But the more I allow and accept my emotions, the less I fear them. When allowed and accepted, emotions pass through one fairly quickly. It's when we resist them they get "stuck" and can lead to pain or numbing. This has been one of the most important lessons I've learned since working on my TMS. Acceptance is key, whether physical or emotional pain is involved. Allowing all of life to just happen without judgement--"this too" is a mantra I've learned from Eckhart Tolle. But it is hard to break those old habits of resistance and judgment, yet that is the essential work of healing from TMS.

    Welcome to the Forum! Keep asking questions and keep us updated on your progress.
  4. Walt Oleksy

    Walt Oleksy Beloved Grand Eagle

    I've cut way back on watching tv news. Most of time, just to check on the weather, but
    often other news comes on before that. I am a former Chicago Tribune reporter, covered a lot of
    crime and violence, and have had a lifetime fill of bad news. I never watch new movies that are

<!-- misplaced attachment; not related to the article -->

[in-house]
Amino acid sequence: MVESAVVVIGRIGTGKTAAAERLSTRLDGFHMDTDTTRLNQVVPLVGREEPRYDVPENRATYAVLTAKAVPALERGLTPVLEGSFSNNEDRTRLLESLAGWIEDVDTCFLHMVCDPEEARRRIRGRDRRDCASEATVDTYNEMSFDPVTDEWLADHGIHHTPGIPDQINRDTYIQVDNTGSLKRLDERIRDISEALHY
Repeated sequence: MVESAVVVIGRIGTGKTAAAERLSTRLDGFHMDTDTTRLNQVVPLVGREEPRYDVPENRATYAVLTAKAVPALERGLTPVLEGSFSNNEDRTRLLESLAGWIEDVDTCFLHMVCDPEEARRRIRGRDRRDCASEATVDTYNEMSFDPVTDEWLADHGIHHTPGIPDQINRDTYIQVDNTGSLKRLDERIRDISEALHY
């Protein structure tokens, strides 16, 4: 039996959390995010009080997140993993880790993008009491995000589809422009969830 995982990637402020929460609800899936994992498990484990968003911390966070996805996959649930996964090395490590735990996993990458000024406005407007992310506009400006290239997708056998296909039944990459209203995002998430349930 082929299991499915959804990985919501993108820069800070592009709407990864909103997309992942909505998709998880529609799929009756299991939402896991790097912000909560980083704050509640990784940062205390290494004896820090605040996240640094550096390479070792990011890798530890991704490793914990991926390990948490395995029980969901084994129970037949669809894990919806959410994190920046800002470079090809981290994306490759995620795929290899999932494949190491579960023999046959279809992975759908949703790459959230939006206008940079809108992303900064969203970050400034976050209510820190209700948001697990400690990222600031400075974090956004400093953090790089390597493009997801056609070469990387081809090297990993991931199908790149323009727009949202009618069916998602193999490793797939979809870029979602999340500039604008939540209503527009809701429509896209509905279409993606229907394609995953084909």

violent and sick. I'm not tuning out the world, just taking less of the bad news. We can't do
    anything about all that anyway.
  5. Peggy

    Peggy Well known member

    Hi JulieB:

    Feeling sad during some part of my day seems to be a normal occurrence for me. Before becoming spiritually aware I really don't remember processing my feeling to any degree, so I wasn't feeling things. Now, in a day I feel many things and sad/depressed is one of them. I don't view it to be a bad thing, I wouldn't be me without this range of feelings.

    This week I have been reading "The Highly Sensitive Person in Love" by Elaine Aron and she stated that: "to reduce splitting, try thinking about the negatives and the positives at the same time." Now, she was talking about relationships, but when I read it I was thinking about my swings in emotions. To avoid a deep swing into depression, think about positive things at the same time. If there is a catastrophe, there is sadness in the loss but also there is a coming together of people that are helping each other out, which could induce a warm feeling in the heart. Anyway, it made sense to me. Maybe it's a step to finding this ever so elusive thing called balance.